The genioglossus (GG) muscle is considered the principal protruder muscle of the tongue that dilates and stiffens the pharyngeal airway. We recorded whole muscle and single motor unit (MU) activities in healthy adults performing progressive intensity exercise on a cycle ergometer. Tungsten microelectrodes were inserted percutaneously into the GG of 11 subjects (20-40 years) to record electromyographic (EMG) activities and pulmonary ventilation (VI) at rest and at workload increments up to 300 W. Increases in respiratory drive were associated with increases in VI, mean inspiratory flow (Vt/Ti) and tonic and phasic components of the GG EMG activity. In contrast, individual MUs typically showed expiration-related decreases in firing as exercise intensity increased. We suggest the decrease in MU activity may occur secondary to afferent feedback from lungs/chest wall and that compensation for more negative inspiratory airway pressures generated during heavy exercise occurs primarily via recruitment of previously silent MUs.
Inspiratory muscle training holds promise as a non-pharmacologic treatment that can improve respiratory muscle strength, reduce blood pressure, and improve autonomic balance in hypertensive patients. There is a gap in knowledge regarding the specific respiratory stimulus that gives rise to these favorable outcomes. We implemented five respiratory training protocols that differed in the magnitude and direction of the lung volumes and/or intrathoracic pressures generated by subjects in training. Normotensive adults were randomly assigned to each group and trained daily for 6 weeks. Pre-post and weekly measures of blood pressure showed significant declines in systolic [-8.96 mmHg (95% CI, 7.39-10.53)] and diastolic [-5.25 mmHg (95% CI, 3.67-6.83)] blood pressures for subjects who trained with large positive or negative intrathoracic pressures. Subjects who trained with modest intrathoracic pressures or large lung volumes saw no improvement in blood pressure (P > 0.3). Large intra-thoracic pressures are the specific respiratory stimulus underpinning breathing training related improvements in blood pressure.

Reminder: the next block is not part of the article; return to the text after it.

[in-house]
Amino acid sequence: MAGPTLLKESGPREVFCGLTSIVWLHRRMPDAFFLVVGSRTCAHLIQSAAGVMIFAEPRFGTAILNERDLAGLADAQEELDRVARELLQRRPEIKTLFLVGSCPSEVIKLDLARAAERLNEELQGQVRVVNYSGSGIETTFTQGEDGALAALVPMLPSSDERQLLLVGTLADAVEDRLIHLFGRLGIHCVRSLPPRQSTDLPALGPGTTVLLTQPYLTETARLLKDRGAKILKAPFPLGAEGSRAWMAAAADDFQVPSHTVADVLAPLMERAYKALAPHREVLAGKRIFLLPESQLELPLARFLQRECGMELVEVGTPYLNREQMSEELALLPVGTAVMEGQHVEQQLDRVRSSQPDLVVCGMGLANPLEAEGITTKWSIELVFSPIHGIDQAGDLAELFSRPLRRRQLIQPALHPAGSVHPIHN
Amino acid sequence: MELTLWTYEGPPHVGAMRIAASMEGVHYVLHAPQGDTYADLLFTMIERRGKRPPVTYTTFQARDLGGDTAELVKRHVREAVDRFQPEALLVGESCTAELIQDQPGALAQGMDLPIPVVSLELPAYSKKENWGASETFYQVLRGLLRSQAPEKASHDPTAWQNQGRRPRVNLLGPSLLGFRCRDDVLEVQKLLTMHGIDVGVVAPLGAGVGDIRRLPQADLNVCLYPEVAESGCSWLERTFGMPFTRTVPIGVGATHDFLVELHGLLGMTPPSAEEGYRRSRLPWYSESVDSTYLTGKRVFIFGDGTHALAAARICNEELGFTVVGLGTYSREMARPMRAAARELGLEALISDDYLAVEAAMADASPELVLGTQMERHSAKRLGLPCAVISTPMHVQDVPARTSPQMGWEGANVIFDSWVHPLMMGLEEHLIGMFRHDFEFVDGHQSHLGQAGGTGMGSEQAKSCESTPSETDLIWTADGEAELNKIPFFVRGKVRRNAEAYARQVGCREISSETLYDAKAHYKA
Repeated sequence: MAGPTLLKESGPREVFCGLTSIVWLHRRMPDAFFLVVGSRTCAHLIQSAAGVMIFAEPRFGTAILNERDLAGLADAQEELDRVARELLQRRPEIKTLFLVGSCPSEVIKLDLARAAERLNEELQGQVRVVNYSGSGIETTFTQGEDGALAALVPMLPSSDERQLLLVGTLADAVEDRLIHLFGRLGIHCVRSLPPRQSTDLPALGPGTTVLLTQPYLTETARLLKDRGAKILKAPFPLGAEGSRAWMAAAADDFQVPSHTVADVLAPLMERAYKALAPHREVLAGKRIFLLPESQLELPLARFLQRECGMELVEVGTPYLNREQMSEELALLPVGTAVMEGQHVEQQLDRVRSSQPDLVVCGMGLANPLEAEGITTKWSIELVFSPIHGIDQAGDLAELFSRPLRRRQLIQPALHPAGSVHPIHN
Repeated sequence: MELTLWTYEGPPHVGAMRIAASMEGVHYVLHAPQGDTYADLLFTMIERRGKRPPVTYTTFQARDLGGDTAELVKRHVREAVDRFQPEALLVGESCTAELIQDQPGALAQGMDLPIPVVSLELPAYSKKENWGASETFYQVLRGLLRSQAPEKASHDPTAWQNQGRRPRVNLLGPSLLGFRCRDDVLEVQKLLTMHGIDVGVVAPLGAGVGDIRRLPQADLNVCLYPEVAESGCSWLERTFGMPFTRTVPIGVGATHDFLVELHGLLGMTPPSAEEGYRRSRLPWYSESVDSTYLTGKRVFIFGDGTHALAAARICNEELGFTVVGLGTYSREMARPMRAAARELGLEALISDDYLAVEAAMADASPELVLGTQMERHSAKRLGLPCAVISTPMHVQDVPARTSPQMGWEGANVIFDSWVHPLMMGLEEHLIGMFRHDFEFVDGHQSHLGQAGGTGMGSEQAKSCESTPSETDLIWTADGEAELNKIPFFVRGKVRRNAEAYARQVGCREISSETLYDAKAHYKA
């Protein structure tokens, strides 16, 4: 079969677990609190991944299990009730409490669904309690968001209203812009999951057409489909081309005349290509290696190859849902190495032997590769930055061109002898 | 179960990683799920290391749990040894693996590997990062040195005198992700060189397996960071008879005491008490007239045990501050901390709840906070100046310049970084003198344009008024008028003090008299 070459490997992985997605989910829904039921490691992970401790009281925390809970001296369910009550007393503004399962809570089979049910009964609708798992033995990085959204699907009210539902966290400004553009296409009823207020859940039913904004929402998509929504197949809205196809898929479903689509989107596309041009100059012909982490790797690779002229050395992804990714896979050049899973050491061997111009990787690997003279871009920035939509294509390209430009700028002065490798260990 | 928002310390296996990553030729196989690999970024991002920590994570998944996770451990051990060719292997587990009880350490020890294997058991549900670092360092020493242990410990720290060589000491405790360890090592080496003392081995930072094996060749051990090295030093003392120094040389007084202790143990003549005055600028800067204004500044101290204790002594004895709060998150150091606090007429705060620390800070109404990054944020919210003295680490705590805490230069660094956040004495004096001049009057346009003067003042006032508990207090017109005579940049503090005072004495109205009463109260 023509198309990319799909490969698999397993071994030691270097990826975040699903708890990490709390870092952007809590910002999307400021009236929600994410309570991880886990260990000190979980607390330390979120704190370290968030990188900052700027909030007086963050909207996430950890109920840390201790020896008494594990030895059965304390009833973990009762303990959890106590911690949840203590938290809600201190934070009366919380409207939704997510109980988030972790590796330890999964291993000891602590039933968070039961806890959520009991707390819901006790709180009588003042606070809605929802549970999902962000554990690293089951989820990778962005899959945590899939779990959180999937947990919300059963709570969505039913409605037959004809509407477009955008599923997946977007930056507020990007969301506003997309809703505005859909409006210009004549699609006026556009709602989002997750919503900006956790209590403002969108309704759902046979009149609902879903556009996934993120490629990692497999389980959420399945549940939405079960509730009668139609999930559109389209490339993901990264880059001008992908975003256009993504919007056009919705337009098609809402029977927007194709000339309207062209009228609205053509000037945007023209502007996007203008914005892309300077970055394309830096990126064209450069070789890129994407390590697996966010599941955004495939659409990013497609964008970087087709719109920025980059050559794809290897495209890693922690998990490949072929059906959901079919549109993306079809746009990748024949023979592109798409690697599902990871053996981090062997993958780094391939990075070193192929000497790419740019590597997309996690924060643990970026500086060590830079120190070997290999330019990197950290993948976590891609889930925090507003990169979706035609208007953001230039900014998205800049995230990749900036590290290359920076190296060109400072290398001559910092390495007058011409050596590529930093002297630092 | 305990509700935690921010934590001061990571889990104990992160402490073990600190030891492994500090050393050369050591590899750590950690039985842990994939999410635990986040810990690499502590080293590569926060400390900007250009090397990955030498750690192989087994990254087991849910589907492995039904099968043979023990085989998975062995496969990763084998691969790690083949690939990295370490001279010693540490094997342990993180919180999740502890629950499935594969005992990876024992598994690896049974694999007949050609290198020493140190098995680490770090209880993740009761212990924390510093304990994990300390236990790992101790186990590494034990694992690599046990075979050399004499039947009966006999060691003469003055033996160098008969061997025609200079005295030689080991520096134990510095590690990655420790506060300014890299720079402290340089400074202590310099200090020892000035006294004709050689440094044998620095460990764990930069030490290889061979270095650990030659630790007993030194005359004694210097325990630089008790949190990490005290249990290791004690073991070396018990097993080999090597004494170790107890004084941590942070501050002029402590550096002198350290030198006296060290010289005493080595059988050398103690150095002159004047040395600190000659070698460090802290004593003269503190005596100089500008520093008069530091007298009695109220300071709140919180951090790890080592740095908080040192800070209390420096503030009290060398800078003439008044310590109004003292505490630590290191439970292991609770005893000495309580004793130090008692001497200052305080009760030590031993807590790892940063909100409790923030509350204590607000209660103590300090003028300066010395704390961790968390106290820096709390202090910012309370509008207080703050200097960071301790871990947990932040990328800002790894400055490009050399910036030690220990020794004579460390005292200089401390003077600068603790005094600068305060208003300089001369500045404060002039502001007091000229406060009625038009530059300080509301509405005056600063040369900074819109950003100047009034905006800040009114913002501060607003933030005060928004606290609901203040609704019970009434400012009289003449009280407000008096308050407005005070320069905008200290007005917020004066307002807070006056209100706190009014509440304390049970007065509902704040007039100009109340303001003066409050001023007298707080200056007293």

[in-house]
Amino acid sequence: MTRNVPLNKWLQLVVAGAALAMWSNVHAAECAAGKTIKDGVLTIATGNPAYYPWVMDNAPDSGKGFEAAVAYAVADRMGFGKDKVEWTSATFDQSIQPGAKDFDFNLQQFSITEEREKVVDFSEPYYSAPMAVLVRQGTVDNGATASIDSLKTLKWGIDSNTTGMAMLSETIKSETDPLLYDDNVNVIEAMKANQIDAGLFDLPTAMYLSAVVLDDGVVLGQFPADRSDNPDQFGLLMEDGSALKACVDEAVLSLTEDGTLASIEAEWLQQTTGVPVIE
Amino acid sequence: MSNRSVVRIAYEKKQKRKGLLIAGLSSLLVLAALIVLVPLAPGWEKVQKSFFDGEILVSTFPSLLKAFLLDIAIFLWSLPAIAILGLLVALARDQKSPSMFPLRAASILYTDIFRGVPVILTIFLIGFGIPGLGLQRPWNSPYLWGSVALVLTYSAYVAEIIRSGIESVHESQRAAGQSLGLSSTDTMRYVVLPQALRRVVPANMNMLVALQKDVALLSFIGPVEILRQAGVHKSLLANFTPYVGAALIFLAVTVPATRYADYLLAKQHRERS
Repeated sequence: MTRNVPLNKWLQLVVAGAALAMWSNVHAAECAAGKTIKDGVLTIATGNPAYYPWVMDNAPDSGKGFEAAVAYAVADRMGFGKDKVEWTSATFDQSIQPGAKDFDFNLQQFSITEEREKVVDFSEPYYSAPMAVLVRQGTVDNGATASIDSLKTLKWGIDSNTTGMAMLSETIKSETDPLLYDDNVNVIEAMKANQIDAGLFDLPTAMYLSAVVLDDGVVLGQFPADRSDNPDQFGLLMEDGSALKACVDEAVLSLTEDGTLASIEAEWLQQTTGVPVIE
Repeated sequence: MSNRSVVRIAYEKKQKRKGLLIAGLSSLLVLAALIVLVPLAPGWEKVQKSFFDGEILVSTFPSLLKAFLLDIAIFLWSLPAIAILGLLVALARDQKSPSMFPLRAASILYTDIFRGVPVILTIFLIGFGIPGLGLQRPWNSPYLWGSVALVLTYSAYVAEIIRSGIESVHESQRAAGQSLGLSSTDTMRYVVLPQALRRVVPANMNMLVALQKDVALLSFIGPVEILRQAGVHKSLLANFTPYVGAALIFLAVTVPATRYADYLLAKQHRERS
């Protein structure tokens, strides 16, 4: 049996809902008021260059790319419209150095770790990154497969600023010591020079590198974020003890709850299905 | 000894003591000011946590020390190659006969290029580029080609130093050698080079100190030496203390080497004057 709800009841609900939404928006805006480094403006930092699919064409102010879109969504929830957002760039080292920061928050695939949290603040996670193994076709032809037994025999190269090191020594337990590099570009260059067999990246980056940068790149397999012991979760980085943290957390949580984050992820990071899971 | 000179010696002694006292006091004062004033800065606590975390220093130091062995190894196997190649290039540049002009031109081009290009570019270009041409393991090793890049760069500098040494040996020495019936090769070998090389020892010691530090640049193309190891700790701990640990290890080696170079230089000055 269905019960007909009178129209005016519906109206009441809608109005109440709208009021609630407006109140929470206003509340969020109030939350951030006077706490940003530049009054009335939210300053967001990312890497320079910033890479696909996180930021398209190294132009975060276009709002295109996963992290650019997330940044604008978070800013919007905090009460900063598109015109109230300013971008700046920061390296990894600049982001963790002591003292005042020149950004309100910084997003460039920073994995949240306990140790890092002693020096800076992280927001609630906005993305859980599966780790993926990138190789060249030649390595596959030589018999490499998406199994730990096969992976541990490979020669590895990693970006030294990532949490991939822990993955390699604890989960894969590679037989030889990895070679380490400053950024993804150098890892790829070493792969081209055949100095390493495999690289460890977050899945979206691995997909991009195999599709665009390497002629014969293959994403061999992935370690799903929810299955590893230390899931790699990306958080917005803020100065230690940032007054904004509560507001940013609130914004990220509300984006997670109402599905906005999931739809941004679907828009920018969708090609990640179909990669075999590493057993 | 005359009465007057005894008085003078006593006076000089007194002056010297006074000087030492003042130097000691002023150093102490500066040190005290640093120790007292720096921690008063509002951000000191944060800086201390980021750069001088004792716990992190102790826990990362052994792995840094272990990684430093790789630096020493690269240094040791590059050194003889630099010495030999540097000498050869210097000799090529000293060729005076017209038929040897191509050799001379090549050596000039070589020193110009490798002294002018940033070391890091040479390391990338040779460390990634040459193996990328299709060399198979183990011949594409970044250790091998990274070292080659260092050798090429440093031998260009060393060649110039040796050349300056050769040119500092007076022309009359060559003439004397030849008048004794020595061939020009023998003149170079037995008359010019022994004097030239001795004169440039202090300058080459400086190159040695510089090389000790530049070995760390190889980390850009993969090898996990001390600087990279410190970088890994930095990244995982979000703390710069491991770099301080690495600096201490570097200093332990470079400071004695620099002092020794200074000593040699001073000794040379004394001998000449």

What is the central question of this study? What impact does inspiratory muscle training have on systemic vascular resistance, cardiac output and baroreflex sensitivity in adult men and women? What is the main finding and its importance? Inspiratory muscle training exerts favorable effects on blood pressure, vascular resistance and perception of stress. This exercise format is well-tolerated and equally effective whether implemented in men or women.